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Olympic33's Achievements

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  1. No it isn't. Belonged to Nash collector Fenton Meredith for many years.
  2. 1954 Nash-Healey Coupe: Plate data - Body # 13583, Chassis # 3083, Motor # NHA1306 This car was purchased by a longtime Nash collector and stored since 1970 – the history before this is unknown. Originally painted green. Overall good condition with some rust in the usual places such as rocker panels. It does not have the original engine (currently Ambassador engine A267756M). All the glass and trim pieces are in good condition. Comes with the following: Extra twin carburetor iron head, two Carter carburetors, new windshield, new weatherstripping, extra restored radio, new taillight lenses, new hood catch/release, rebuilt steering wheel, front and rear bumpers re-chromed, gas tank flushed and coated, new grille emblem, two new radio plates, new hood and trunk prop rods, new torque tube stabilizer trunnion, faux quarter panels vents re-chromed, as well as other small parts. Asking $39,500. Contact me for more info. Located near Hagerstown, MD. More pictures here: https://photos.app.goo.gl/5c31mh7M78rXjjBq8 Dan Russell
  3. I have six copies of James Bellamy's book "Cars Made in Upstate New York". All are new and in the original shrink wrap. $40 each plus shipping Thanks, Dan dfrussell@hotmail.com
  4. We've run out of storage space and something had to go, after 2 years of debating and moving cars around it has been decided we don't drive the Model T enough so we are hoping someone else will love it like we have The T has been in our family since 1964, a great running car Asking $12,000
  5. Our '03 Franklin has atmospheric intake valves. Although it's not hard to crank like you mentioned, getting it to perform is an art with the right spring tension and valves.
  6. Isn't that interesting...this is my Olympic coupe being restored at Wendling's also.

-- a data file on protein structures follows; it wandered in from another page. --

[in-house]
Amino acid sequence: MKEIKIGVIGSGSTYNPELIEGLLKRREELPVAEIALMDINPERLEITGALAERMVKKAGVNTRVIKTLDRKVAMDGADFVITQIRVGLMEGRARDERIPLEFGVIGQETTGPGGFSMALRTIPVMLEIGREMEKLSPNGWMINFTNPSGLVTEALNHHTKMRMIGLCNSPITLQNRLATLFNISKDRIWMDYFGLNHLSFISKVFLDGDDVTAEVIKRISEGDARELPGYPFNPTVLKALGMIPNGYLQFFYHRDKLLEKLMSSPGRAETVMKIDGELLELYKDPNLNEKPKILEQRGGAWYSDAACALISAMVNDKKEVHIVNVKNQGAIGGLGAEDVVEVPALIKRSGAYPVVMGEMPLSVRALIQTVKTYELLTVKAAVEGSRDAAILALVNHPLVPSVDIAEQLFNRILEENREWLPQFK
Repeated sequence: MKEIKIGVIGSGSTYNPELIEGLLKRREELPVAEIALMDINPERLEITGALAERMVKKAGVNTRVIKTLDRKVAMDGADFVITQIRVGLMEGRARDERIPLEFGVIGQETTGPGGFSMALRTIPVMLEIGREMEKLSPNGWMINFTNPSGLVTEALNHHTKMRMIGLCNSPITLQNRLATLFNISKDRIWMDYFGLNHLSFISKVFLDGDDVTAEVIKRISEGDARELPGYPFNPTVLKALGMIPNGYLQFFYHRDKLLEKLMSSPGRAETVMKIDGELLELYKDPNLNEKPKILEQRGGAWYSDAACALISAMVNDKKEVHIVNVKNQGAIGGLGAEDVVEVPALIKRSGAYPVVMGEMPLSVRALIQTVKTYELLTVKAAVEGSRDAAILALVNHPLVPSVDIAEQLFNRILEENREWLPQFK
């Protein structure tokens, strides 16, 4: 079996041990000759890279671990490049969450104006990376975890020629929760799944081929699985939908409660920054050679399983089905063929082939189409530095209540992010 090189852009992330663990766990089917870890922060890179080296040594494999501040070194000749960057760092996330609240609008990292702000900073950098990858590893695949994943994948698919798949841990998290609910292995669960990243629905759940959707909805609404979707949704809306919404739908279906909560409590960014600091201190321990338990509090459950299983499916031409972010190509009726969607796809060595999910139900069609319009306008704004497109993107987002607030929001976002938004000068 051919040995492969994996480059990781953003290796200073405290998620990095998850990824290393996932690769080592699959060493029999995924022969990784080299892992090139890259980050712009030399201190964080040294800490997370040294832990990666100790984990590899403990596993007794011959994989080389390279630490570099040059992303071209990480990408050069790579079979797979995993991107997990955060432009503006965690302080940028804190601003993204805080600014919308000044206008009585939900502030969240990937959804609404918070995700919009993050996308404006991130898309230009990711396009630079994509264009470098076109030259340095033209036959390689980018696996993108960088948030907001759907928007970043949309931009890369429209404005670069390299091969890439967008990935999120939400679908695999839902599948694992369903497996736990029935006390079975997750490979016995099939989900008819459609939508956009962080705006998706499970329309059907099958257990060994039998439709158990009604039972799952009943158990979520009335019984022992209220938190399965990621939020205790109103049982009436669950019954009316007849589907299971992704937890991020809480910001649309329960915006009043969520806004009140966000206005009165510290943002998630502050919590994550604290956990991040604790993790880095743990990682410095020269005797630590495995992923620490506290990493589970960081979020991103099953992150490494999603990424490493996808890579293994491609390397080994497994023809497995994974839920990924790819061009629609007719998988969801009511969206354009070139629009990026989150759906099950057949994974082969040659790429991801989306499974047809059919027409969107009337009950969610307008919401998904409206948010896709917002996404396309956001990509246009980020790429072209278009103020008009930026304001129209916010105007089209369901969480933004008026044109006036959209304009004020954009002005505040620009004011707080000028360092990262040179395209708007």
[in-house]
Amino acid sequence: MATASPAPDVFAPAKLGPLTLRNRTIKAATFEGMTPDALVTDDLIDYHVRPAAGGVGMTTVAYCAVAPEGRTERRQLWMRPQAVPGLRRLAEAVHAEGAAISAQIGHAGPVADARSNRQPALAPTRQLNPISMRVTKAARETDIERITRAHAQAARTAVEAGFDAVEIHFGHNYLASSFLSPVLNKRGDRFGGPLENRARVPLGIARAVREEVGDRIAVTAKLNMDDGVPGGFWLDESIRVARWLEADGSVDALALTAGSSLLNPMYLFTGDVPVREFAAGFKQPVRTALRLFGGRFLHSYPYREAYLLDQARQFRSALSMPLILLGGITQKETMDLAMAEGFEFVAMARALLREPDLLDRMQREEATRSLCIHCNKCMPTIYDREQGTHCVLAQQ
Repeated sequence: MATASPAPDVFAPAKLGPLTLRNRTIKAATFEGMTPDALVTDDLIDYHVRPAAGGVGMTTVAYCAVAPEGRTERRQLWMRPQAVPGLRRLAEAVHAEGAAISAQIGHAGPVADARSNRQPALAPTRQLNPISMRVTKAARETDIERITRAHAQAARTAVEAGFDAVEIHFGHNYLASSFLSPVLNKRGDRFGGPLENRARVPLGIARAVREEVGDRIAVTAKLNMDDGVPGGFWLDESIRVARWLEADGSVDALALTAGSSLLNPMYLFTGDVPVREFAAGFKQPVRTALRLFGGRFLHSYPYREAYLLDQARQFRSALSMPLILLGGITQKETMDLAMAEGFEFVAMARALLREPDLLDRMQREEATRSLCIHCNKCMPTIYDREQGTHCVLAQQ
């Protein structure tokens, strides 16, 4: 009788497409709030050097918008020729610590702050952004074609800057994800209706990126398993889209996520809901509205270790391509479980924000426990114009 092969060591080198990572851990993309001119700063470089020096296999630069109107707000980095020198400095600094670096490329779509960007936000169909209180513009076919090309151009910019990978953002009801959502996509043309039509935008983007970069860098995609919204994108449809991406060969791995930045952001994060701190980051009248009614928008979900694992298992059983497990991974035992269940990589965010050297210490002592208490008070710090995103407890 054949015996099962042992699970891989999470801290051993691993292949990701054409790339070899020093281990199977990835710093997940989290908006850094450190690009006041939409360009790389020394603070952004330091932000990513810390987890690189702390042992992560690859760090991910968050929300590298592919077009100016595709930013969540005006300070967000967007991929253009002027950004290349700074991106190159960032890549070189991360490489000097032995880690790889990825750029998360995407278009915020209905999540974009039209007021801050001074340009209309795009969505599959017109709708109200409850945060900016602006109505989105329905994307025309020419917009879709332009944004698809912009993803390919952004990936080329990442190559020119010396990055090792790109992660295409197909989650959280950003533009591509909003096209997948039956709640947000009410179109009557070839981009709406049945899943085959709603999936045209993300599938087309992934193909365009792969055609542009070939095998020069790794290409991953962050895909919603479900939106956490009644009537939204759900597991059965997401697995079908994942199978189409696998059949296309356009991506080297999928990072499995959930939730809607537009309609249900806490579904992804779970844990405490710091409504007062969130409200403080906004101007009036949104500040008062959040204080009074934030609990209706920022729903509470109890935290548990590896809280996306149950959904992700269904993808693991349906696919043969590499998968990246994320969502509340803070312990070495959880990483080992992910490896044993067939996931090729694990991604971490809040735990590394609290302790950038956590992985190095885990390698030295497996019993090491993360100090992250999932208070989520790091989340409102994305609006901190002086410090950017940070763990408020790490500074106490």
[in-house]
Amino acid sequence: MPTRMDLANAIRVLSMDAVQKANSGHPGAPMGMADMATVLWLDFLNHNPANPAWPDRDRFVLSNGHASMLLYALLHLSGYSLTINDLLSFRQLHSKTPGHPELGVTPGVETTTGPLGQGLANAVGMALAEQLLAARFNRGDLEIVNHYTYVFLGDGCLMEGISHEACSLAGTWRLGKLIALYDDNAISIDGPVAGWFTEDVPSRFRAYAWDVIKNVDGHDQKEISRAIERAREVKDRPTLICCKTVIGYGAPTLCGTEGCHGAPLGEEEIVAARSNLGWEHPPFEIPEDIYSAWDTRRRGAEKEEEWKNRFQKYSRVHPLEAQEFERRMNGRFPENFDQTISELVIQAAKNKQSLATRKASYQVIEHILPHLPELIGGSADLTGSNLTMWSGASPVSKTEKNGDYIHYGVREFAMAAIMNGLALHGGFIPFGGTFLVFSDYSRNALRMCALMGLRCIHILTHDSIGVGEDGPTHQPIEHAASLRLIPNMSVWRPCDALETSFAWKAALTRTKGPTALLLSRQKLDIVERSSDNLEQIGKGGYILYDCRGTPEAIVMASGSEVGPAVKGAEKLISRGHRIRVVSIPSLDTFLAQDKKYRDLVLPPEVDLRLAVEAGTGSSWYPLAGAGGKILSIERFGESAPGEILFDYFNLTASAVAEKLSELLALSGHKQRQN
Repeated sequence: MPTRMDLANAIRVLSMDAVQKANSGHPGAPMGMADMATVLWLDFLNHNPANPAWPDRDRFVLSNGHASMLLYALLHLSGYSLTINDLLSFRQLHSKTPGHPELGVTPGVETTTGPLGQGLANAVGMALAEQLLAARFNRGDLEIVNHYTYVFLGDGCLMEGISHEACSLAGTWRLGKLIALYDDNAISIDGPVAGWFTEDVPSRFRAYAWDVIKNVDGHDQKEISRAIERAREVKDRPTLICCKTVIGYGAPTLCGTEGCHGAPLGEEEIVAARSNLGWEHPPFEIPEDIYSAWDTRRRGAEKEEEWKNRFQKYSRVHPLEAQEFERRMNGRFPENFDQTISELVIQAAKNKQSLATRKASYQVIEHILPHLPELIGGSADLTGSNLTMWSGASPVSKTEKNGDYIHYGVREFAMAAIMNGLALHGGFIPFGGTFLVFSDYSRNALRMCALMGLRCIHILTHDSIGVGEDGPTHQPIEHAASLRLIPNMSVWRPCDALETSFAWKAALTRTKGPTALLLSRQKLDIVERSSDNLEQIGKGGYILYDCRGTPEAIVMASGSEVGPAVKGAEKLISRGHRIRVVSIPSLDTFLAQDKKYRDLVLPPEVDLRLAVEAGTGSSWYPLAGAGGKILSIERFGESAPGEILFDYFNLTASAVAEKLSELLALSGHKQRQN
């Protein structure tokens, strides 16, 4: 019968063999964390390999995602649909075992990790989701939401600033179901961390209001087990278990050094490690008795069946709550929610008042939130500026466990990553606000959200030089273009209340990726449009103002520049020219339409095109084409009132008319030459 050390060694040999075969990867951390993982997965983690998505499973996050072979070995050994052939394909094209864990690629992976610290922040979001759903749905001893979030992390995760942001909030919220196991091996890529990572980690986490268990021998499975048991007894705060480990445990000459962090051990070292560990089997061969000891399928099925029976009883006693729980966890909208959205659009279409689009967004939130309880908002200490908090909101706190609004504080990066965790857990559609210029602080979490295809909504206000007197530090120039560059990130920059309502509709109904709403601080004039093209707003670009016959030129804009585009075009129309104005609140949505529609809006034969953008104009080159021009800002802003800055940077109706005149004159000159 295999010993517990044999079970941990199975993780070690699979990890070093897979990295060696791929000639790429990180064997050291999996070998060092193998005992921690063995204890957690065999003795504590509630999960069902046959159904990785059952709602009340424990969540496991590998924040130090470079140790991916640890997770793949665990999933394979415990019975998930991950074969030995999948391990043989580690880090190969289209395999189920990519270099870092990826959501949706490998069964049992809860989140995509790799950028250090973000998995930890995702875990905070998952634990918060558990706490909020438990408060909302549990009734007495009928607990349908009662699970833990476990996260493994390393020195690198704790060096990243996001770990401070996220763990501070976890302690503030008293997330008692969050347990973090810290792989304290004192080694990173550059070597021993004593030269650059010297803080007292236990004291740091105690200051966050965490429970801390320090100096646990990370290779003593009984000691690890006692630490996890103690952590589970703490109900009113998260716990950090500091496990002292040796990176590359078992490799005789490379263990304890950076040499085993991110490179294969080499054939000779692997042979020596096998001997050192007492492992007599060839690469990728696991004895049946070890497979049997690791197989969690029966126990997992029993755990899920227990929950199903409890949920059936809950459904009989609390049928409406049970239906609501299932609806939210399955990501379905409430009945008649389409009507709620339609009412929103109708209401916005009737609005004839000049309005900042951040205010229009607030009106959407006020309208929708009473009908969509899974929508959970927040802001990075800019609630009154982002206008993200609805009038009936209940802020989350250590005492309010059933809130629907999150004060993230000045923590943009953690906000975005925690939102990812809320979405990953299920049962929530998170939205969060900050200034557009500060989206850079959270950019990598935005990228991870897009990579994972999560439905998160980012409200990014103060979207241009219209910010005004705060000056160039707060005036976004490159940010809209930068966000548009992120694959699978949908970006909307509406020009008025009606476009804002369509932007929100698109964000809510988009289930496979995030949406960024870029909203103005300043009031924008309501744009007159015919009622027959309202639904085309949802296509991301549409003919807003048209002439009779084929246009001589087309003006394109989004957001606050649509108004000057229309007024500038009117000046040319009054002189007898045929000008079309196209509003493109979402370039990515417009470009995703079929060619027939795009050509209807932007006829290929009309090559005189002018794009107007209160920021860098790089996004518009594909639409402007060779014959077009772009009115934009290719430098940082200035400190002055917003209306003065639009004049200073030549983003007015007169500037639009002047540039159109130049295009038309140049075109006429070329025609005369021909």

7. There have been many many period pictures posted on the Facebook group "Franklin Automobile Enthusiasts". I would encourage anyone interested in Franklin Automobiles and the Franklin company to join.
  8. Olympic33

    What is it??

    That is the Startix backfire switch. The function is to break the ignition circuit if a backfire occurs. It is part of the Startix system used in '32 and up including Olympic cars.
  9. On the sill on the floor. Dietrich Inc, Detroit, MI
  10. Craig, Look at ACN 38 page 12 where Tom Hubbard discusses production numbers for Speedsters. Although it's not a definitive account of production, it's the best I've seen so far. Dan
  11. My 336 Phaeton has a woodgrained windshield frame. I can't say for certain that this is correct but it's a reference for you. Dan
  12. Hi Sean, The Washington County Rural Heritage Museum here in Hagerstown has at least two Dagmar cars on display. I recently donated a book on the history of the Dagmar automobile to them and I'm sure they have even more information. They can be contacted through here: https://www.washco-md.net/rural-heritage-museum/exhibits/transportation-methods/ The museum has a nice collection of unusual cars that they have on display including locally made early bicycles. Thanks, Dan
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